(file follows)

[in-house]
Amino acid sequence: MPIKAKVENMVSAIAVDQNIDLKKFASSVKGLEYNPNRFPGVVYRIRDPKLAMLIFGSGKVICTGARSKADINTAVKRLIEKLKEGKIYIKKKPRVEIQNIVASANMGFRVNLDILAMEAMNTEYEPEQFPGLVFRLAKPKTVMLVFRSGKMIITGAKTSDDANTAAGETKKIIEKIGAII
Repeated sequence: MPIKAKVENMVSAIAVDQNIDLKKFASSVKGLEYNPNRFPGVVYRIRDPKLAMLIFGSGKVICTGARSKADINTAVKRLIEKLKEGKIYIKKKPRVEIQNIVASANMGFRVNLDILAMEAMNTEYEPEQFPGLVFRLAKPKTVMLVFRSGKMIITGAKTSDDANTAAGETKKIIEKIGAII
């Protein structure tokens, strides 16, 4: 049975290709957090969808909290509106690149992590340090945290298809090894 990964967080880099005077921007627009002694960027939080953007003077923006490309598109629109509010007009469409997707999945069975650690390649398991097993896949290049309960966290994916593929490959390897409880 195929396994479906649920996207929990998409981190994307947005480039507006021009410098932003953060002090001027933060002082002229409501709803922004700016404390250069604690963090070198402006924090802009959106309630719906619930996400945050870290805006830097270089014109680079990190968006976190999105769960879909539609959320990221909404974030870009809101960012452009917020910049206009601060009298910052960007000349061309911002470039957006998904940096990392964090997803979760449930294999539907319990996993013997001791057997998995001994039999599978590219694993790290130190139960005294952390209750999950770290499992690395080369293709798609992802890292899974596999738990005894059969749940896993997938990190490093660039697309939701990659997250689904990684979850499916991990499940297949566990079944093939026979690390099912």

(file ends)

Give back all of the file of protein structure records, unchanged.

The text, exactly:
[in-house]
Amino acid sequence: MPIKAKVENMVSAIAVDQNIDLKKFASSVKGLEYNPNRFPGVVYRIRDPKLAMLIFGSGKVICTGARSKADINTAVKRLIEKLKEGKIYIKKKPRVEIQNIVASANMGFRVNLDILAMEAMNTEYEPEQFPGLVFRLAKPKTVMLVFRSGKMIITGAKTSDDANTAAGETKKIIEKIGAII
Repeated sequence: MPIKAKVENMVSAIAVDQNIDLKKFASSVKGLEYNPNRFPGVVYRIRDPKLAMLIFGSGKVICTGARSKADINTAVKRLIEKLKEGKIYIKKKPRVEIQNIVASANMGFRVNLDILAMEAMNTEYEPEQFPGLVFRLAKPKTVMLVFRSGKMIITGAKTSDDANTAAGETKKIIEKIGAII
């Protein structure tokens, strides 16, 4: 049975290709957090969808909290509106690149992590340090945290298809090894 990964967080880099005077921007627009002694960027939080953007003077923006490309598109629109509010007009469409997707999945069975650690390649398991097993896949290049309960966290994916593929490959390897409880 195929396994479906649920996207929990998409981190994307947005480039507006021009410098932003953060002090001027933060002082002229409501709803922004700016404390250069604690963090070198402006924090802009959106309630719906619930996400945050870290805006830097270089014109680079990190968006976190999105769960879909539609959320990221909404974030870009809101960012452009917020910049206009601060009298910052960007000349061309911002470039957006998904940096990392964090997803979760449930294999539907319990996993013997001791057997998995001994039999599978590219694993790290130190139960005294952390209750999950770290499992690395080369293709798609992802890292899974596999738990005894059969749940896993997938990190490093660039697309939701990659997250689904990684979850499916991990499940297949566990079944093939026979690390099912």